After 33 years in higher education, Barbara Sparks, Ph.D., interest in how different groups of adults learn and develop continues through her writing, teaching and consulting.
The University of Wisconsin-Milwaukee, Education Research of the Year Award for The Struggles of Getting an Education: Issues of Power, Culture and Difference for Mexican Americans of the Southwest provided Barbara with a springboard for further cross-cultural research and publications, presentations and workshops.
Her writing covers literacy and vocational learning in Cuba, stories of Appalachian women’s informal and job-related learning, experiences of welfare mothers learning in community, immigrant English literacy classroom narratives, practitioner and leadership development challenges, reviews of adult basic education programs and middle-class adult transitions to retirement.
Retiring from North Carolina State University, she remains involved in culture, literacy and learning through nonprofit and educational program evaluation, volunteering in informal learning organizations such as Yampatika and the Steamboat Springs Art Council and teaching continuing education workshops for lifelong learning programs in Colorado and New Jersey.
Excerpt from The Struggles of Getting an Education: Issues of Power, Culture and Difference for Mexican Americans of the Southwest
This is a story about educational struggle, the story of how working class Mexican American adults have struggled for their right to an education; a story that is missing from the adult literacy reports. It is also a story of resistance, a resistance to the unrelenting discrimination, inside and outside of schooling that Mexican Americans have experienced because of their racial and ethnic status. Finally, this is a story of how government funded adult basic education (ABE) and English literacy programs contribute to the Mexican American struggle for educational equality. It documents the stories of thirty men and women who try to get an education in a society that seeks to assimilate them into the dominant culture because it does not accept them as they are. These men and women tell of their educational experiences that are embedded in wider historical and contemporary social, cultural, economic, and political arenas of life. They also tell of the cultural actions they took to meet their self-identified educational needs and the continuous struggles they engaged in as they did so.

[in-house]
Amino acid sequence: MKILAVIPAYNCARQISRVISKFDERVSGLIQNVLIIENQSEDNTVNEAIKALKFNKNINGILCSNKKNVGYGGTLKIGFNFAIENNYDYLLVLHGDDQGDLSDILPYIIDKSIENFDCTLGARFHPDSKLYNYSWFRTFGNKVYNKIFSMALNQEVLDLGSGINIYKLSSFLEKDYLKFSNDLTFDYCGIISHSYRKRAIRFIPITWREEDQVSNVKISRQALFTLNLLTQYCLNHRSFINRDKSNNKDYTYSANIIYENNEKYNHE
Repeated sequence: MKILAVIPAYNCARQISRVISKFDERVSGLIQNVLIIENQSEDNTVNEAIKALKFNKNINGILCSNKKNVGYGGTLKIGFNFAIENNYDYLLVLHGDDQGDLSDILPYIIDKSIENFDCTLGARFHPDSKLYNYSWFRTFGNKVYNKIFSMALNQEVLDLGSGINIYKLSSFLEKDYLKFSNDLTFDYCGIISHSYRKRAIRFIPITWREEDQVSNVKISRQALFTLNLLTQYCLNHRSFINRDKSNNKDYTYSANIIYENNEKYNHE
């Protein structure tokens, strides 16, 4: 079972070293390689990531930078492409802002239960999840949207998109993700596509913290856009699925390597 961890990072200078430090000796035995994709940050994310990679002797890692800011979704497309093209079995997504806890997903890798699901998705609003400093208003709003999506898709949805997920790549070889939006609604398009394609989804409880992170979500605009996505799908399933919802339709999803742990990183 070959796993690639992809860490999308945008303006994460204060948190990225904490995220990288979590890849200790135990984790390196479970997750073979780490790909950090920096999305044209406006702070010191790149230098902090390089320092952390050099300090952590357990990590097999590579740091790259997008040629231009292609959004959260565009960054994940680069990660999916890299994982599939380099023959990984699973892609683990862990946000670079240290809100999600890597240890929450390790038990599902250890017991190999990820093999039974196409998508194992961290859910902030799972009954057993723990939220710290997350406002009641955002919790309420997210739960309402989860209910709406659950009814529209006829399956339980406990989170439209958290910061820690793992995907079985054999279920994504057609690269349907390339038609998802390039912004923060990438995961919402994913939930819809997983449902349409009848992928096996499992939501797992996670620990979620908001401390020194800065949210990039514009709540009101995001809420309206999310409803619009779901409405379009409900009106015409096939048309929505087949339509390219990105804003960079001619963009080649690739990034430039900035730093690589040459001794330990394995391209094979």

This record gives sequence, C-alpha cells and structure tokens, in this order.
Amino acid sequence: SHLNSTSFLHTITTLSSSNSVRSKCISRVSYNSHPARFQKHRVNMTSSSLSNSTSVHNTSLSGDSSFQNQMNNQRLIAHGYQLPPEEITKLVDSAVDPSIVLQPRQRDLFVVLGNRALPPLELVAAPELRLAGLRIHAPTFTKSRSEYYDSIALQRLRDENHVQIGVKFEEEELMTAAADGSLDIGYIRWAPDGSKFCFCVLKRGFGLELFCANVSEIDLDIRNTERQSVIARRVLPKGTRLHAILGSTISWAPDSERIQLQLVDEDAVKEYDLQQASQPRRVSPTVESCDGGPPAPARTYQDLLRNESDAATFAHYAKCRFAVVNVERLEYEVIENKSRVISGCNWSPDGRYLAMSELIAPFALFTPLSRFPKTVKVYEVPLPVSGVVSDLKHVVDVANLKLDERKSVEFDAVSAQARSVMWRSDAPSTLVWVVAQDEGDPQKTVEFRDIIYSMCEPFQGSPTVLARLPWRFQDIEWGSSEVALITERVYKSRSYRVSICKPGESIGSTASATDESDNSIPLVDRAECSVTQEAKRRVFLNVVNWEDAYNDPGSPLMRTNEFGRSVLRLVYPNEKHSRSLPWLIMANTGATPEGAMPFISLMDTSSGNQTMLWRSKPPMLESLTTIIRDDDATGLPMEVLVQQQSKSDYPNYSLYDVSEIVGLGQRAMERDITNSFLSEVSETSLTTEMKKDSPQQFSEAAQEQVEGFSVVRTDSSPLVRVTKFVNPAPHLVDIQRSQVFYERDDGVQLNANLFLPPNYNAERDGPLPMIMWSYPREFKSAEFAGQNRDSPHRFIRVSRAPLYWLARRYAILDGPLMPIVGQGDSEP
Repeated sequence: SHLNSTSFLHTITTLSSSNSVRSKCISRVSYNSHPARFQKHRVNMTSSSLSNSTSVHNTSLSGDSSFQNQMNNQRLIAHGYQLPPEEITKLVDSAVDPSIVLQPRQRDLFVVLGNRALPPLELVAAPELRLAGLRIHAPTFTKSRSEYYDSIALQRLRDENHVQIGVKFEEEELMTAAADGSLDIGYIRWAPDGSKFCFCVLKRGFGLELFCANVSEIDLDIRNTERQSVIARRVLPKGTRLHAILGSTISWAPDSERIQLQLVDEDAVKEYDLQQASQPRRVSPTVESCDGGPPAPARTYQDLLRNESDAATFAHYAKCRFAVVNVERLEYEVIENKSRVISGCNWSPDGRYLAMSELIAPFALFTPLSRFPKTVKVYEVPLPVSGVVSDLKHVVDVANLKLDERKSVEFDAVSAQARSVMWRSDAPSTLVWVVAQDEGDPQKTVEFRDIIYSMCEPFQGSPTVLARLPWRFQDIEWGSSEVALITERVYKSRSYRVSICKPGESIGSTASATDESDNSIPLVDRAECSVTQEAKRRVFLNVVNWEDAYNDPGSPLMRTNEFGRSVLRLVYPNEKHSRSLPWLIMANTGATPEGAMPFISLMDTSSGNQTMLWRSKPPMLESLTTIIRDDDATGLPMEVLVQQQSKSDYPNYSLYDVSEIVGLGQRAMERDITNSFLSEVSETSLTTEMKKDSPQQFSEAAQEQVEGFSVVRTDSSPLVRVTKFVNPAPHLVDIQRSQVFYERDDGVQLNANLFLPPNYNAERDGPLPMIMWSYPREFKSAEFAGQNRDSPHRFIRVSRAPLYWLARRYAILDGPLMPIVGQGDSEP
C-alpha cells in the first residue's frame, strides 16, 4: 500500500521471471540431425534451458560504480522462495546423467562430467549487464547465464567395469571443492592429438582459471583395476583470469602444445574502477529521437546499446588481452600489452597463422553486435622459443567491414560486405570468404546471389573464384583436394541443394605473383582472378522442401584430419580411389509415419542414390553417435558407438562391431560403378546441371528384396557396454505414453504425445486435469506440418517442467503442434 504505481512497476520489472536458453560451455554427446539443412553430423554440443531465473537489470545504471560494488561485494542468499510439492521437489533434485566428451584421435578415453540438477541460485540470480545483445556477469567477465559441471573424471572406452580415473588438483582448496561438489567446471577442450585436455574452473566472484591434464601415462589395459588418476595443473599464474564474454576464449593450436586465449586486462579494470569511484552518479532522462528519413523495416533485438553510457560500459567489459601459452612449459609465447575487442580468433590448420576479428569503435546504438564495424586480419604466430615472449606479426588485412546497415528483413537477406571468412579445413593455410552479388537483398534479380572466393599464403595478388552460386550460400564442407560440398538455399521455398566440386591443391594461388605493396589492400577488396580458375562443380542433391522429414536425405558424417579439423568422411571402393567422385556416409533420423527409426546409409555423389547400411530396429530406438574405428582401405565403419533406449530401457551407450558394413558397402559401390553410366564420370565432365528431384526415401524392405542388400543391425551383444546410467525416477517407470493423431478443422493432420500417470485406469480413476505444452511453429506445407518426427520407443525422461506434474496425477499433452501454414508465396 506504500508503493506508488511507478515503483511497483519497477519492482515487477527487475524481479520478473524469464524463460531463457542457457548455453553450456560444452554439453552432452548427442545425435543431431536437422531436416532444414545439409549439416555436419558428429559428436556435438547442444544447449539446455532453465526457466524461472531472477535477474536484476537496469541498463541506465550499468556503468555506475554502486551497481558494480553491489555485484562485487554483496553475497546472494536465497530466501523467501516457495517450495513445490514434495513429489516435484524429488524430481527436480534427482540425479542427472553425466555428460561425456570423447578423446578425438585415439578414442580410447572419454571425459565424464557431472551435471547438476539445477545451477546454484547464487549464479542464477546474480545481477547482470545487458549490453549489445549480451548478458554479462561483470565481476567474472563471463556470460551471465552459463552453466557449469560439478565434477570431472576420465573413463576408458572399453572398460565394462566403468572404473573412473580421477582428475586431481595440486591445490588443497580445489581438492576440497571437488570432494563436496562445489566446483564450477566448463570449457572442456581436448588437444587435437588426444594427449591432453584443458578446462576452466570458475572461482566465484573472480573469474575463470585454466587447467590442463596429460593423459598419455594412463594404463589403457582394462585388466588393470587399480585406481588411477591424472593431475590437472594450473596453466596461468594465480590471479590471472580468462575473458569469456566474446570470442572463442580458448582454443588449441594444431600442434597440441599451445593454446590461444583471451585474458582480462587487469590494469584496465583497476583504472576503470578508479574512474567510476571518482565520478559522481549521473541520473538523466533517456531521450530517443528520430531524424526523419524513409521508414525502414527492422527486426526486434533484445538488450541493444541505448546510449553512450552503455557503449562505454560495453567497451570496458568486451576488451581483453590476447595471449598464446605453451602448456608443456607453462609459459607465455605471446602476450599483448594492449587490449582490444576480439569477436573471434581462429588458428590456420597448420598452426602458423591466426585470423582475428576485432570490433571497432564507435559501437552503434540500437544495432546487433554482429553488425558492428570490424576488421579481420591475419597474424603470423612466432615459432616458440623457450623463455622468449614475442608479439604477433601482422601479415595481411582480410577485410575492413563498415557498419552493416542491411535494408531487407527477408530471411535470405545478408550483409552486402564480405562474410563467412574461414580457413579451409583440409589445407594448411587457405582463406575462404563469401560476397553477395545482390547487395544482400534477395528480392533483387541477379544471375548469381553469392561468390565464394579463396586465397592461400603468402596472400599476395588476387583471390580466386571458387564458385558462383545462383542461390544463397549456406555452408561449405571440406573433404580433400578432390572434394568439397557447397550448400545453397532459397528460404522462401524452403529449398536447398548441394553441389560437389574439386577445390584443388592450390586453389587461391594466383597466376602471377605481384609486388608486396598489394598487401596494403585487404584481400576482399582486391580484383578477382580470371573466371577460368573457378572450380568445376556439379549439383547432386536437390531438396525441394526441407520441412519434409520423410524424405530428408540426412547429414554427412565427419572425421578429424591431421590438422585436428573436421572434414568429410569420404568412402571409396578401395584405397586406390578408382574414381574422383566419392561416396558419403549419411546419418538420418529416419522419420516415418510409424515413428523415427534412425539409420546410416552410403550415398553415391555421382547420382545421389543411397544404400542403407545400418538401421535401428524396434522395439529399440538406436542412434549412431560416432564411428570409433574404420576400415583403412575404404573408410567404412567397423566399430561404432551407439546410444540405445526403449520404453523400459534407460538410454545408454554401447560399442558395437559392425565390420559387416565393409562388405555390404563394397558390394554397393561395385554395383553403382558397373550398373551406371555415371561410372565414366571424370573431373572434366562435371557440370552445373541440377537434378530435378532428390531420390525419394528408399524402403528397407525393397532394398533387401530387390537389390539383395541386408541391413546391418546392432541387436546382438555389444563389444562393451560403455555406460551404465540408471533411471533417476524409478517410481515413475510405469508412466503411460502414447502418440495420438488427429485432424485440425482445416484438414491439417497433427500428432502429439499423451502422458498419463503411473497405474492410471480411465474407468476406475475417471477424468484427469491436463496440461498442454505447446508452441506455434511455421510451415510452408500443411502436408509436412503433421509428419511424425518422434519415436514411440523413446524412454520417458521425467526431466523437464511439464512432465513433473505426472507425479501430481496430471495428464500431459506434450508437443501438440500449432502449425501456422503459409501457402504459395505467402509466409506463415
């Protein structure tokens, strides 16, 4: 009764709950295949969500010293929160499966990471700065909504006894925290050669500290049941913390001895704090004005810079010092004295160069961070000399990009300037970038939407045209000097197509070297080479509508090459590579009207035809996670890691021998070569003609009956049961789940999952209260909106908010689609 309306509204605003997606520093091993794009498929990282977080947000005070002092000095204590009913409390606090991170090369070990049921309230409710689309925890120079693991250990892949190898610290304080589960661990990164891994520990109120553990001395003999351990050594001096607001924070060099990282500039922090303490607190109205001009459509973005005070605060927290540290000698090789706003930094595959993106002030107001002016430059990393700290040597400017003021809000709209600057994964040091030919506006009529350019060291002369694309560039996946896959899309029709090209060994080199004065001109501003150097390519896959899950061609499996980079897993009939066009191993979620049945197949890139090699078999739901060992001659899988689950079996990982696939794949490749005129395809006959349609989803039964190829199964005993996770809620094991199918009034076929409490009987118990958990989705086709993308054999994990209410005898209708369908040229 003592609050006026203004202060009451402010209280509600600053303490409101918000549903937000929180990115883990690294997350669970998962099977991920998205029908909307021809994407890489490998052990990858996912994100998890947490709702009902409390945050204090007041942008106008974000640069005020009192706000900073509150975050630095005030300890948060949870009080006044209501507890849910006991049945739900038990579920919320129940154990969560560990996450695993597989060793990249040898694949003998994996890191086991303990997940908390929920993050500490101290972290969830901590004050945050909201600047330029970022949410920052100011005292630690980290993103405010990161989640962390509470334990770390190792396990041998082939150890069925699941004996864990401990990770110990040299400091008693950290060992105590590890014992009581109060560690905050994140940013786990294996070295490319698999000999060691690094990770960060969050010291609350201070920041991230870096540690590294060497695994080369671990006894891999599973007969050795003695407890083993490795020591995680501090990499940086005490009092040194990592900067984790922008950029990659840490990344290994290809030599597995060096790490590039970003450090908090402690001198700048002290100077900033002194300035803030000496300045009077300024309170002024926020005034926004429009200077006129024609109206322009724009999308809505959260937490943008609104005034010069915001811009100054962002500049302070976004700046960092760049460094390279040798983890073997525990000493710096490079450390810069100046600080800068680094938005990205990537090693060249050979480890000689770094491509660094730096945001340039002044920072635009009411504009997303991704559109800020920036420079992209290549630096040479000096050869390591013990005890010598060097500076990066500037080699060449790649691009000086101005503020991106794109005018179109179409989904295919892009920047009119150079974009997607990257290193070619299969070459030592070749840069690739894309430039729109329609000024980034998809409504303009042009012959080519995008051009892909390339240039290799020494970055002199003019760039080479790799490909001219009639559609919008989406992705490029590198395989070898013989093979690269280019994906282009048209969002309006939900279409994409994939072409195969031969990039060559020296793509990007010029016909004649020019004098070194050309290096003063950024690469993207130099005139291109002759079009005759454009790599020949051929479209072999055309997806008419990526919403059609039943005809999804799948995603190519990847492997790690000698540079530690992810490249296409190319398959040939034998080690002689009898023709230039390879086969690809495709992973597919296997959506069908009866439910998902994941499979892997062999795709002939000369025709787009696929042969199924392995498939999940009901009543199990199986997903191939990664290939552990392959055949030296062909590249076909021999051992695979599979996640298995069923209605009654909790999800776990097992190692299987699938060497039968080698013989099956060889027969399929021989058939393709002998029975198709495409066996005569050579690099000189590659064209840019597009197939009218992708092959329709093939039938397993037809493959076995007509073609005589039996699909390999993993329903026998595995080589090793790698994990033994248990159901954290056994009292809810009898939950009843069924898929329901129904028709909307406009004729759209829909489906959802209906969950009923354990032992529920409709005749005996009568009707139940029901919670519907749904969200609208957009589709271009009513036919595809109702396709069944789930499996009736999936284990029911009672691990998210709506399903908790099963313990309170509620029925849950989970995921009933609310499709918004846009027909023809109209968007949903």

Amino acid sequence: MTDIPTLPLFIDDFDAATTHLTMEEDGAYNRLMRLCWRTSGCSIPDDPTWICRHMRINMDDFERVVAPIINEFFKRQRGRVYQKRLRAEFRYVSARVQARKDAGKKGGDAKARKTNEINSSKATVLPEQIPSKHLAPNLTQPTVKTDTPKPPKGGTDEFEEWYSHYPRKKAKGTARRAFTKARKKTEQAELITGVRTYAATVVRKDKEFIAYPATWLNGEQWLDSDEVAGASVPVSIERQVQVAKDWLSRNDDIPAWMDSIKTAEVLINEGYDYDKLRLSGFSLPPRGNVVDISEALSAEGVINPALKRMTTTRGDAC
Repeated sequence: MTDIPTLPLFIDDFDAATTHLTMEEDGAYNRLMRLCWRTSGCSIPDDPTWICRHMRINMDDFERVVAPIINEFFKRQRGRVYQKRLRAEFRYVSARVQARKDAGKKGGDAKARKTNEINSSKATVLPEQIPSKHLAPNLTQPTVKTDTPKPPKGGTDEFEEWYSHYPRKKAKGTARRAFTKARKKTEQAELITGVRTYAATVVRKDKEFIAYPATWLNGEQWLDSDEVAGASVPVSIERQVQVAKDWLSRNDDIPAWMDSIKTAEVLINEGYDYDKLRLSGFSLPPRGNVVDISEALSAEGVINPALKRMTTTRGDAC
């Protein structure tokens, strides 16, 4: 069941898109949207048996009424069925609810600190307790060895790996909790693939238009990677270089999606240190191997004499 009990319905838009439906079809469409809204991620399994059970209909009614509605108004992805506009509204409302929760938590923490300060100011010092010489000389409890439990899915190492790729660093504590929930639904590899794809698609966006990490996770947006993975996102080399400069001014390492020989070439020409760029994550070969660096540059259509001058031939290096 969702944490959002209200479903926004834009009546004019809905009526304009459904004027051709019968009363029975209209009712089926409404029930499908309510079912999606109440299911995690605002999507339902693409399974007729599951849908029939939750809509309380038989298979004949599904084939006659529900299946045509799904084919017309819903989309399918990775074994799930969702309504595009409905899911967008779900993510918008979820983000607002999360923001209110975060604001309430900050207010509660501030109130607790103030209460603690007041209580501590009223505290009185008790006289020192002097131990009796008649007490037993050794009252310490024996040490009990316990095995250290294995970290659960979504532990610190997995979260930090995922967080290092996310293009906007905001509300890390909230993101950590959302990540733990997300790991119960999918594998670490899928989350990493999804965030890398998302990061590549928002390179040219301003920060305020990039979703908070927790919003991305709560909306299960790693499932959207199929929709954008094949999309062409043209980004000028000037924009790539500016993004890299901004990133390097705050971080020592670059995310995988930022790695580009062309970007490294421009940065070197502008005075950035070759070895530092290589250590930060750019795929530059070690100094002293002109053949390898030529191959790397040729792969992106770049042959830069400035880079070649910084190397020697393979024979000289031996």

Excerpt from Follow Those Girls (A piece of oral history taken from a larger project about women’s learning and development.) Reader’s Theater, Oak Creek
“Now look, those two girls right there, they look like they know where they’re going, so, you just follow them. You can do this.”
Such was the sendoff eighteen year old Grace heard from Mother as they approached the wooden platform at the bus station. A small brown bag of ham biscuits in her hand, Grace was leaving the family farm for the big city and a chance to earn some money for college. A lady friend of Mother’s got her a job as chore girl for a wealthy couple in Albany, New York. Graduated from high school a few weeks earlier, this would be the first time Grace left her family farm in the backwoods of Caswell county North Carolina.
As fate would have it, the two girls from the bus station got off at Washington, D.C. Grace had to go on to New York by herself. Mother was counting on her.